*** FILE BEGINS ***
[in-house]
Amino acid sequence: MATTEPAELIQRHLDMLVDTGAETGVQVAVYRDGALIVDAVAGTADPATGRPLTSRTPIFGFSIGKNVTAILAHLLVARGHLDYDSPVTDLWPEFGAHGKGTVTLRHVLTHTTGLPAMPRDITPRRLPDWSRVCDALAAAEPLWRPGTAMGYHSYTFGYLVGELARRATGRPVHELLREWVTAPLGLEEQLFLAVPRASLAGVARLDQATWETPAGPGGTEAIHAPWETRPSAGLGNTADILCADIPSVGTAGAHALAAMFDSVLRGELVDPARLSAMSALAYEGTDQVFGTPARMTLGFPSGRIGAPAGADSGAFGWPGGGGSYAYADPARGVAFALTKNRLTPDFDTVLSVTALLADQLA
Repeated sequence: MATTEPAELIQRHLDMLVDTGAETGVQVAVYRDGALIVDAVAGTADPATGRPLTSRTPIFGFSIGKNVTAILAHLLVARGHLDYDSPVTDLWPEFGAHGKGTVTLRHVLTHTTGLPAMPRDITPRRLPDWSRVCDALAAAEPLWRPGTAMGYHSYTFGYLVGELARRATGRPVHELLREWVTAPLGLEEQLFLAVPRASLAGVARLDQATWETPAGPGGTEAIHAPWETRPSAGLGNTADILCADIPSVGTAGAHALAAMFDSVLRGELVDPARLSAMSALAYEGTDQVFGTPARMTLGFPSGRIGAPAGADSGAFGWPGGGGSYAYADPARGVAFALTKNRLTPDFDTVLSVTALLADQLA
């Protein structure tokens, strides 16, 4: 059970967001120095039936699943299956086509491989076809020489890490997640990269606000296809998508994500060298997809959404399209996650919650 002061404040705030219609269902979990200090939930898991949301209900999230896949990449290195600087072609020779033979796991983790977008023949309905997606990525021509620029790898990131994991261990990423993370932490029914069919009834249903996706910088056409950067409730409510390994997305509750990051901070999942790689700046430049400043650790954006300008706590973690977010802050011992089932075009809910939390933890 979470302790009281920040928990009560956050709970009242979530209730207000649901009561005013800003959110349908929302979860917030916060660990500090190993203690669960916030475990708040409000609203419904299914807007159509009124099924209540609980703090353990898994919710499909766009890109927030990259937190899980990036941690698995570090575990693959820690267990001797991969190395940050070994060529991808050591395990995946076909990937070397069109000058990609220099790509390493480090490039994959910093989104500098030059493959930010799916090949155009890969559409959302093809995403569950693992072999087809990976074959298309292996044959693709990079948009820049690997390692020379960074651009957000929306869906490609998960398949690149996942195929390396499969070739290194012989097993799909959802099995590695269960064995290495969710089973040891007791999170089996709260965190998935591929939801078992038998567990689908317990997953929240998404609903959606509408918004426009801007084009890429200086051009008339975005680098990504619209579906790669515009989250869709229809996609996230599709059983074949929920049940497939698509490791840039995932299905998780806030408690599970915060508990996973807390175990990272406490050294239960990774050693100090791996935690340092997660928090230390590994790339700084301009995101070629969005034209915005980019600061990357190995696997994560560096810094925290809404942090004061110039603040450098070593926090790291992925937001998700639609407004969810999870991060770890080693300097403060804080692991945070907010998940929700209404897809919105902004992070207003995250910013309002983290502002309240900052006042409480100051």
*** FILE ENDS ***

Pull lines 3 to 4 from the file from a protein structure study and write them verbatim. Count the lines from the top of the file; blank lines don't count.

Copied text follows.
Repeated sequence: MATTEPAELIQRHLDMLVDTGAETGVQVAVYRDGALIVDAVAGTADPATGRPLTSRTPIFGFSIGKNVTAILAHLLVARGHLDYDSPVTDLWPEFGAHGKGTVTLRHVLTHTTGLPAMPRDITPRRLPDWSRVCDALAAAEPLWRPGTAMGYHSYTFGYLVGELARRATGRPVHELLREWVTAPLGLEEQLFLAVPRASLAGVARLDQATWETPAGPGGTEAIHAPWETRPSAGLGNTADILCADIPSVGTAGAHALAAMFDSVLRGELVDPARLSAMSALAYEGTDQVFGTPARMTLGFPSGRIGAPAGADSGAFGWPGGGGSYAYADPARGVAFALTKNRLTPDFDTVLSVTALLADQLA
């Protein structure tokens, strides 16, 4: 059970967001120095039936699943299956086509491989076809020489890490997640990269606000296809998508994500060298997809959404399209996650919650 002061404040705030219609269902979990200090939930898991949301209900999230896949990449290195600087072609020779033979796991983790977008023949309905997606990525021509620029790898990131994991261990990423993370932490029914069919009834249903996706910088056409950067409730409510390994997305509750990051901070999942790689700046430049400043650790954006300008706590973690977010802050011992089932075009809910939390933890 979470302790009281920040928990009560956050709970009242979530209730207000649901009561005013800003959110349908929302979860917030916060660990500090190993203690669960916030475990708040409000609203419904299914807007159509009124099924209540609980703090353990898994919710499909766009890109927030990259937190899980990036941690698995570090575990693959820690267990001797991969190395940050070994060529991808050591395990995946076909990937070397069109000058990609220099790509390493480090490039994959910093989104500098030059493959930010799916090949155009890969559409959302093809995403569950693992072999087809990976074959298309292996044959693709990079948009820049690997390692020379960074651009957000929306869906490609998960398949690149996942195929390396499969070739290194012989097993799909959802099995590695269960064995290495969710089973040891007791999170089996709260965190998935591929939801078992038998567990689908317990997953929240998404609903959606509408918004426009801007084009890429200086051009008339975005680098990504619209579906790669515009989250869709229809996609996230599709059983074949929920049940497939698509490791840039995932299905998780806030408690599970915060508990996973807390175990990272406490050294239960990774050693100090791996935690340092997660928090230390590994790339700084301009995101070629969005034209915005980019600061990357190995696997994560560096810094925290809404942090004061110039603040450098070593926090790291992925937001998700639609407004969810999870991060770890080693300097403060804080692991945070907010998940929700209404897809919105902004992070207003995250910013309002983290502002309240900052006042409480100051």